The heART of Ritual

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Mothers Night: The Ancient Pagan Origins of Santa?



An ancient winter festival which stems from at least the Iron Age is Mothers Night or Modraniht.

This celebration took place on what is now Christmas Eve, and was associated with honouring female ancestors and spirits, hence the association with mothers. What may be surprising to some is that this celebration is also echoed in some Irish Christmas Eve folklore.


Unlike other less attested feasts which took place at this time, we have definitive written documentation of this celebration going back to the 8th century, and relics of these same deities in the form of the Dísir and Matres from the first century.


The oral tradition goes back much further, possibly to the early European fertility goddesses.

Similar Bronze Age triple goddesses are also found in Anatolia, perhaps indicating a proto-Indo-European root. The seven Matrika goddesses, for example, extend back to at least 3’000 BCE.

The Dísablót of Northern Europe was held during winter nights as well as the Vernal Equinox.


Now, this is an interesting occurrence because the fairies and spirits associated with the Pleiades (Including the aforementioned Matrika) were also acknowledged at these times. But that is probably a post for another time except to say that we should not be so quick to forget that the stars were as much a reason for seasonal celebration as the rebirth of the sun! In this context, the longest nights of the year would have been a time when the stars were more present in the lives of people and therefore would have been seen to be more influential. As I have written about quite a few times here, we are finding more and more monuments aligned to constellations and pole star positions on auspicious days which verifies this.

I would expect that this will be the case here in Ireland as well.


But back to Mothers Night. This was a night when offerings and sacrifices were made to the goddesses, the foremothers and female ancestors. Offering a portion of a meal, leaving out butter, honey or drink were popular means of appeasing and expressing respect and thanks. Burning fires, incense and divining prophecy for the year ahead were other activities associated with this night. This should be no surprise considering the links between the Dísir, the Norns and Moirai, all triple groupings of supernatural women/ goddesses controlling fate.


It is interesting to look at this tradition in light of a previous goddess mentioned here, la Befana, who flew into houses bringing fortune to children who had been good, and pieces of coal to those who had been bad. Befana is similarly connected to Perchta and the fairy queen, Nicnevin, who was often considered to lead The Wild Hunt at Yule. This was a procession of elves, fairy spirits, the dead and other supernatural entities. Although it is often considered bad luck to encounter this hunt on parade it is interesting to note the more playful and teasing aspects of Irish folkloric encounters. (Not to ignore the actual deaths of others who are dragged along by this ghostly chase!)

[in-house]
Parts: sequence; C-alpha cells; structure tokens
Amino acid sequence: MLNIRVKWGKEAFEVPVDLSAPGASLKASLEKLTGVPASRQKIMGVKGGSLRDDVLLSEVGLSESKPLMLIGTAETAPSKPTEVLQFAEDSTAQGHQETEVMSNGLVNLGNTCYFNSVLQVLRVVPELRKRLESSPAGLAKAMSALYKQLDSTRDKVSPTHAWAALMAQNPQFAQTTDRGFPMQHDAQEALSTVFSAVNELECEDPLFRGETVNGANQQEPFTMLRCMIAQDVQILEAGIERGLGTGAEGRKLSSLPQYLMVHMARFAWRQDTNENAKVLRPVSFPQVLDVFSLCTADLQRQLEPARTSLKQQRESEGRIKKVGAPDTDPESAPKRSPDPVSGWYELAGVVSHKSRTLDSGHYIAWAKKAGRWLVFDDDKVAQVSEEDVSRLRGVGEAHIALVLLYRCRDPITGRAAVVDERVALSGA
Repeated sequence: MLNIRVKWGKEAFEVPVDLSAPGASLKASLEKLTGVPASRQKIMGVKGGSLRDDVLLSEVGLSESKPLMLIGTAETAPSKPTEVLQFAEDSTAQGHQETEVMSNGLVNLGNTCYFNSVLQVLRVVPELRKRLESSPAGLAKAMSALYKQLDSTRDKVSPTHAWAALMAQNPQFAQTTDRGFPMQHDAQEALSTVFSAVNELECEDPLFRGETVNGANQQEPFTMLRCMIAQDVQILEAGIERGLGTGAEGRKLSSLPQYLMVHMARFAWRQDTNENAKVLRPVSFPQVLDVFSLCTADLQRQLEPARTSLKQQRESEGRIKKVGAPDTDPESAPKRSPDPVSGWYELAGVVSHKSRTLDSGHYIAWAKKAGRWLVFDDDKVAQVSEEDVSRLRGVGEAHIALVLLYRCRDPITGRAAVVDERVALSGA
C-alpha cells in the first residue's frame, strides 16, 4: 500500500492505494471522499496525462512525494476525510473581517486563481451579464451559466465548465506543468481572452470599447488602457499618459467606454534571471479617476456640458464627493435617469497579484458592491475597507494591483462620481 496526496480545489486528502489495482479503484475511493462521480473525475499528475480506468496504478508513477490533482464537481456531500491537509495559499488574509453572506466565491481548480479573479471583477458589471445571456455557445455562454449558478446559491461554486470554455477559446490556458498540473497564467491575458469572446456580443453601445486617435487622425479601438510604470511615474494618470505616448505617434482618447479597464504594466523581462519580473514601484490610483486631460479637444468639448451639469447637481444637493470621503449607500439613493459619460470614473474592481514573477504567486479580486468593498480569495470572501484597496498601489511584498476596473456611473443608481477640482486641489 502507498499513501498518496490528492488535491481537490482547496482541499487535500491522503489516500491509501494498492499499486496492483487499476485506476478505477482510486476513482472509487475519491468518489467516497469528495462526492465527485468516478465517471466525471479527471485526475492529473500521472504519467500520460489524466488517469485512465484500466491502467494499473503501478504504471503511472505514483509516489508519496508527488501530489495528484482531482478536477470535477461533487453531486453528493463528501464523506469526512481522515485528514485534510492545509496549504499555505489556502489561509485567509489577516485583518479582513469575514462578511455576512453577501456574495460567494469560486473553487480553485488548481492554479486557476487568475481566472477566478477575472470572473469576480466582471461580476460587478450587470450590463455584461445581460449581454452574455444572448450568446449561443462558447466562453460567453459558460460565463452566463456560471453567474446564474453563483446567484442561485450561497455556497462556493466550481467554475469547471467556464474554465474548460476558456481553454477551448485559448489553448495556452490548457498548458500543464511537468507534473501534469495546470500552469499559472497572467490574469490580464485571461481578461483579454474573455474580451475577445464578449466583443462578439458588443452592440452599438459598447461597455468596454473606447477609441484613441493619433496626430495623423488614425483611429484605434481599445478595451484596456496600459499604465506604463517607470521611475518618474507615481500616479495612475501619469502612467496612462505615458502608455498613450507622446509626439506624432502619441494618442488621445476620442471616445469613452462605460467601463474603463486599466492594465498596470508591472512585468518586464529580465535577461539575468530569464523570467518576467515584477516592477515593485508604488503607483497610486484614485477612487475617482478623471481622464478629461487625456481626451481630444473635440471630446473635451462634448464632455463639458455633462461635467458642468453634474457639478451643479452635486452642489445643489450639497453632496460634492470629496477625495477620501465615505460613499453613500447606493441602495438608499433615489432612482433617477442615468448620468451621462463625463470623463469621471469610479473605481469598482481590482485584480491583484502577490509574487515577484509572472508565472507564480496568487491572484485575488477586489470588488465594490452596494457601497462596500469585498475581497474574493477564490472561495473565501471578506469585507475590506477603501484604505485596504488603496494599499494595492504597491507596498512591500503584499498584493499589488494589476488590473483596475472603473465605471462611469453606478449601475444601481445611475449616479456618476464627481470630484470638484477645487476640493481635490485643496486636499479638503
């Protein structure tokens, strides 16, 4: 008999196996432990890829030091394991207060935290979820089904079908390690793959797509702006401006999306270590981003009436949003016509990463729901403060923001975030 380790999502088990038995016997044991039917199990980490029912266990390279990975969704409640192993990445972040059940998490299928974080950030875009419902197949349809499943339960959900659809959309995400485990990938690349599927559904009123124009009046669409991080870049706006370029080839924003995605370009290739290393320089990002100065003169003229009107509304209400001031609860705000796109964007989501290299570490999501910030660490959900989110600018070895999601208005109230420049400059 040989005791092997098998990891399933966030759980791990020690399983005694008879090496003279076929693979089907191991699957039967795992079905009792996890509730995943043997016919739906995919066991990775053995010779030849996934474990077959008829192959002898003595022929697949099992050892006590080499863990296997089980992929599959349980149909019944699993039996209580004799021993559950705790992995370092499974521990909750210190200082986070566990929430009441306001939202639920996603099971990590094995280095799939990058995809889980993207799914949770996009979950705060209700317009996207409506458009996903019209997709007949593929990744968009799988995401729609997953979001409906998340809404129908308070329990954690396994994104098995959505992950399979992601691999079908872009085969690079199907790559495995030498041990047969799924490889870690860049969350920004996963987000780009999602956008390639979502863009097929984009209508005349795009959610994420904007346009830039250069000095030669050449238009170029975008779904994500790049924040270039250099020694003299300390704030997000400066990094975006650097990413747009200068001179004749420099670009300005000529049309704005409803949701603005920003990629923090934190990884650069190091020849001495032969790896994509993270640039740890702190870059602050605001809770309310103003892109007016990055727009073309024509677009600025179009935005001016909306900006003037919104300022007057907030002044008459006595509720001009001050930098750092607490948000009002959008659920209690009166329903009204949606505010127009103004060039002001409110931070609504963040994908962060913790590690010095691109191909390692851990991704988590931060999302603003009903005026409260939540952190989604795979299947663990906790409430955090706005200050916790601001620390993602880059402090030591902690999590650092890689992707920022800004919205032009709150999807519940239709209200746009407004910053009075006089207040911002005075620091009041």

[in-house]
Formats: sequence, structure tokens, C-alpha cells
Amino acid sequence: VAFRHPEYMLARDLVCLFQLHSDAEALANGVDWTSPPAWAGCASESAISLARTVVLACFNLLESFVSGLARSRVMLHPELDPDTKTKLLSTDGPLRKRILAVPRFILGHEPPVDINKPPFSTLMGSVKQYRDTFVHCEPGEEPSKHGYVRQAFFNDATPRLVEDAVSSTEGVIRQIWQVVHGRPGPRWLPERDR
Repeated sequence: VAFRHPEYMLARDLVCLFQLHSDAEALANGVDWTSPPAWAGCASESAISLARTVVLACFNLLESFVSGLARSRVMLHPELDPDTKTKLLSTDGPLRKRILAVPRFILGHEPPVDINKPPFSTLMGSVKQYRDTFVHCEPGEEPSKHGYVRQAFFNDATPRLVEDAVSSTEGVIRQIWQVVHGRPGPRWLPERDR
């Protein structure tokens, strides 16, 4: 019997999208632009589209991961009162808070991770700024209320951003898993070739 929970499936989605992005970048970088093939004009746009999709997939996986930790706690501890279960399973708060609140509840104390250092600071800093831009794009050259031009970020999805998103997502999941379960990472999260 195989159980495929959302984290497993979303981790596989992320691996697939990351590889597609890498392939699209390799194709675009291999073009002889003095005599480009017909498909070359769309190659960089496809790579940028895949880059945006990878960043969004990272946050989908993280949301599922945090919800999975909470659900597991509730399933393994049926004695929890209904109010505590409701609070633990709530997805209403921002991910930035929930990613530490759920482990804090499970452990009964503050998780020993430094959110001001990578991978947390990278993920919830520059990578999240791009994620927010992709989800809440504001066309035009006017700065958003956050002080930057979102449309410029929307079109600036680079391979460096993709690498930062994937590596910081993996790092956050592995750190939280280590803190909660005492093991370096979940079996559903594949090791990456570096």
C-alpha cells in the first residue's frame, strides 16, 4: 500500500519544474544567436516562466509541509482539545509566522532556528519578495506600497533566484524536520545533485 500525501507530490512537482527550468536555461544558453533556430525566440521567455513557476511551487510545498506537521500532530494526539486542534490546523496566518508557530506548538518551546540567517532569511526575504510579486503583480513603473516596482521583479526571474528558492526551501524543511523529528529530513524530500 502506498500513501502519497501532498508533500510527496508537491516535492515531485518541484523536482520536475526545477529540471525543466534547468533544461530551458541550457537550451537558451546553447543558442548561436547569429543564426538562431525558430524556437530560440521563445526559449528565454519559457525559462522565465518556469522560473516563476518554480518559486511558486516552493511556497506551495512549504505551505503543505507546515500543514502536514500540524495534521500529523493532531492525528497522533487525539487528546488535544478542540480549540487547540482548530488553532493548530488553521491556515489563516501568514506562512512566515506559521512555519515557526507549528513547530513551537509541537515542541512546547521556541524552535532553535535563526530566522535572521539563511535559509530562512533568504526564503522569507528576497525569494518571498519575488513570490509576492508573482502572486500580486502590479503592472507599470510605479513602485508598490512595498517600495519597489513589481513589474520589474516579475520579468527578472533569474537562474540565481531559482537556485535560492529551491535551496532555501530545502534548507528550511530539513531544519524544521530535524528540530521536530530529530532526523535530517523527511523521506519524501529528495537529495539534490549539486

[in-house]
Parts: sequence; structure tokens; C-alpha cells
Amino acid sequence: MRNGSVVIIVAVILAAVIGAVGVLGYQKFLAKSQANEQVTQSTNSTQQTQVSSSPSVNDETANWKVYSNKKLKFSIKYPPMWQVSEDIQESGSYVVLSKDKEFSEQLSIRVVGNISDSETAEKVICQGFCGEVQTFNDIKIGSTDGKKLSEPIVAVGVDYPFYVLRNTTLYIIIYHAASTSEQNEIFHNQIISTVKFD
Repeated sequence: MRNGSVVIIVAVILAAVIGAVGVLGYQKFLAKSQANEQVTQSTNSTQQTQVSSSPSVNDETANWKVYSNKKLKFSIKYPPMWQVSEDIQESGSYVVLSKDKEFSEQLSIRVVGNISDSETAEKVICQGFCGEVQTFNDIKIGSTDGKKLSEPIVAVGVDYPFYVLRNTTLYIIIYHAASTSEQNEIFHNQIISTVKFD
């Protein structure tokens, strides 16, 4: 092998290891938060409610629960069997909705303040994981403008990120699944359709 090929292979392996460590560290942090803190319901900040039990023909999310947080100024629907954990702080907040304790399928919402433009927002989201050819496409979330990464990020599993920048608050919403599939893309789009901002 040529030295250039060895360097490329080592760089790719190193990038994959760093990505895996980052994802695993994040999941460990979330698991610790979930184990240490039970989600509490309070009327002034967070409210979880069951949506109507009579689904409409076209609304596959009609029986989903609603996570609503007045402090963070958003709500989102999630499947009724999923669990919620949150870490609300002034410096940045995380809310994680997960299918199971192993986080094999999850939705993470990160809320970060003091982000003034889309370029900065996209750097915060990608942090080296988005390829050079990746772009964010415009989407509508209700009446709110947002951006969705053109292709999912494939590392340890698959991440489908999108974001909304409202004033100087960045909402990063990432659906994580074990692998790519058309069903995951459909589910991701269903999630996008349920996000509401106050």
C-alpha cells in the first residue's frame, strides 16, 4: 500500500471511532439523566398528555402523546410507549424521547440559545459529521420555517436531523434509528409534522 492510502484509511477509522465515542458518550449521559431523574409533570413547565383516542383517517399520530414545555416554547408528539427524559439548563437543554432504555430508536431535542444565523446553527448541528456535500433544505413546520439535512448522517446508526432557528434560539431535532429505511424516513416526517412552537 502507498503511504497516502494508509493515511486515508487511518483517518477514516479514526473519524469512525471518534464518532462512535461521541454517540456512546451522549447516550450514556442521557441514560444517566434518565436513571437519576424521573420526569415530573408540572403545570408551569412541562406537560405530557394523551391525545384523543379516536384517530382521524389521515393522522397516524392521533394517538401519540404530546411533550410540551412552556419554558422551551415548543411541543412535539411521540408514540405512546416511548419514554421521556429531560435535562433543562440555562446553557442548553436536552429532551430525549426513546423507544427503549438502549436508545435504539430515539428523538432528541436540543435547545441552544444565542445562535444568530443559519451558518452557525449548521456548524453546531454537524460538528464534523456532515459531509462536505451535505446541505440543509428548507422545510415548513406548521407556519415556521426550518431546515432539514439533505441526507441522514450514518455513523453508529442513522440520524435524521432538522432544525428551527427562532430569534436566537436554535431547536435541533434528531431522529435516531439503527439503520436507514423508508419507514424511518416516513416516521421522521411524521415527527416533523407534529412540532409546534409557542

This tradition of a woman travelling the world bringing gifts is also embedded in Irish lore. Could this be a remnant of the ancient goddesses bringing good fortune? Here is one example of a surviving tale which was recorded in Carlow in 1937:


“It is said that every Christmas Eve night an old woman goes on a sleigh from one side of the world to the other. The sleigh is pulled by dogs and it goes on the clouds. One Christmas Eve the shaft of the sleigh broke and she fell to the ground. She landed beside a carpenter's shop. The carpenter made a shaft for her sleigh. He watched and watched until she was out of sight then he looked at the ground and by some magic power all the chips turned into gold.”


With later Irish Christmas Eve folklore, much like with Brigid at Imbolg, for example, we see Mary substituted for the more ancient Goddess figure.


As you can see, then, there are also some startling parallels to la Befana, who was a goddess who flew from house to house in ancient tales in mainland Europe at Midwinter. And, as already mentioned, la Befana herself is connected to the goddesses Perchta and Holda. The old woman in this instance might also be another form of the Cailleach, of course. There are strong links to the Cailleach initially being associated with Goddess figures of mainland Europe before the associations with Ireland and Scotland.


There are also ancient traditions related to the Deer Mother figure of the Asian shamanic peoples as well the tribes of Scandinavia, Scotland and the indigenous North American peoples. We have already mentioned how the various Goddess figures flew through the air on a sleigh, carried the sun in the antlers of a deer, and delivered gifts to the people.


So, perhaps Christmas Eve should be remembered for its much older association with female ancestors and spirits, as well as it’s association with the beginning of a new yearly sun cycle. Mother's Night was a moment of personal closeness and reflection for families, daughters and sons. It was a time to remember the mothers who had passed on, and as the dark nights reached their end and the new light was about to be born it was the moment of contact between endings and new beginnings. (C.) David Halpin. Photo: The Shamaness of Bad Dürrenberg reconstruction by James Dilley.